“Leftist elected officials, socialist and communist, refused that a place in the 15th district be named after Arnaud Beltrame, in the first time, they’ve said, under fallacious pretext, that this place wasn’t prestigious enough, before telling the truth in these terms: we are on the field, we witnessed that the population has changed and if we give the name of Arnaud Beltrame in this district, the population will take that as a provocation,” Ravier said.
For the full report follow this link or the one below.
It's funny how you don't notice things that are supposed to be noticed. Take the labels on wine bottles, for example, which tell you when, where and by which vineyard your meal's lubricant was made. That relevant information tends to be the only thing we notice when reaching for the corkscrew, the eye skating over a little nest of symbols so ubiquitous they simply don't register. There's the triangle of twisted arrows, for example, urging drinkers to recycle the bottle when empty. A wine glass in silhouette informs how many "standard drinks" were in the bottle before there were none. Another little pictogram depicts a pregnant lady tossing one down, the image transected by a thick diagonal line that says, in effect, 'don't ever do this.'
That last symbol, voluntarily placed over the last few years by some 70% of Australia's alcohol producers, will soon be mandatory on every bottle containing alcohol sold in Australia and New Zealand, a development hailed by a nannyish organisation called DrinkWise, which has been promoting such labelling for the best part of a decade. Drinking while pregnant, in case you didn't know, can do immense harm "to your baby", as DrinkWise board member Amanda Vanstone puts it.
Pre-natal harm was a theme the former immigration minister explored in 2016 while chatting with Professor Elizabeth Elliott on Radio National. "If you're drinking, your baby is drinking as it's trying to grow," she said, her voice tinged with amazement that anyone could be so selfish and irresponsible. The life emerging in the womb is sacred and must be given every chance to take a place in the world as a healthy, happy little human.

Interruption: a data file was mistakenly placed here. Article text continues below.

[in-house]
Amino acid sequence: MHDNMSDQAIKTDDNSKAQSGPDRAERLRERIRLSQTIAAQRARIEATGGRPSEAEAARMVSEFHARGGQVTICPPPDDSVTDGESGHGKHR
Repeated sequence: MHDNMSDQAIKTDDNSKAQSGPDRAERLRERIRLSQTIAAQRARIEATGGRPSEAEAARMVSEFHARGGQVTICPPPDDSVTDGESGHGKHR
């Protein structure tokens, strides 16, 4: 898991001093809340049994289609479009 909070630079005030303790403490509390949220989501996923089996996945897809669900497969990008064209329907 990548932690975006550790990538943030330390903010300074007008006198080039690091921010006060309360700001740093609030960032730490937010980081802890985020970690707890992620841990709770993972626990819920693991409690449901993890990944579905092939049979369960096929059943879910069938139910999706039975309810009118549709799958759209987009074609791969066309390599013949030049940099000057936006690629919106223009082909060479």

Who could disagree? Well it seems Ms Vanstone has no problems disagreeing with herself, as she is also a defender of abortion and scourge of those who don't like the procedure -- critics such as Cory Bernardi, for example, who became the subject of an acidic column in The Age when the then-Liberal dared to say abortion is a nasty business and Australia sees far too many of them.
"If they are seeking to have abortions removed in the Medicare items..." she earlier told the SMH, "...it certainly won't have my vote."
As both a voice to be reckoned with at DrinkWise and a critic of misleading advertising, Ms Vanstone might want to suggest at the next board meeting that the new and obligatory alcohol labels be slightly amended with the addition of just few simple words. Something like this, perhaps:
'Drinking while pregnant harms your baby, a terrible thing. But if you want to kill it, go right ahead.'
Ms Vanstone is no longer in politics. To be reminded why that is no great loss to the parliament or the Liberal Party, follow this link or the one below.
-- roger franklin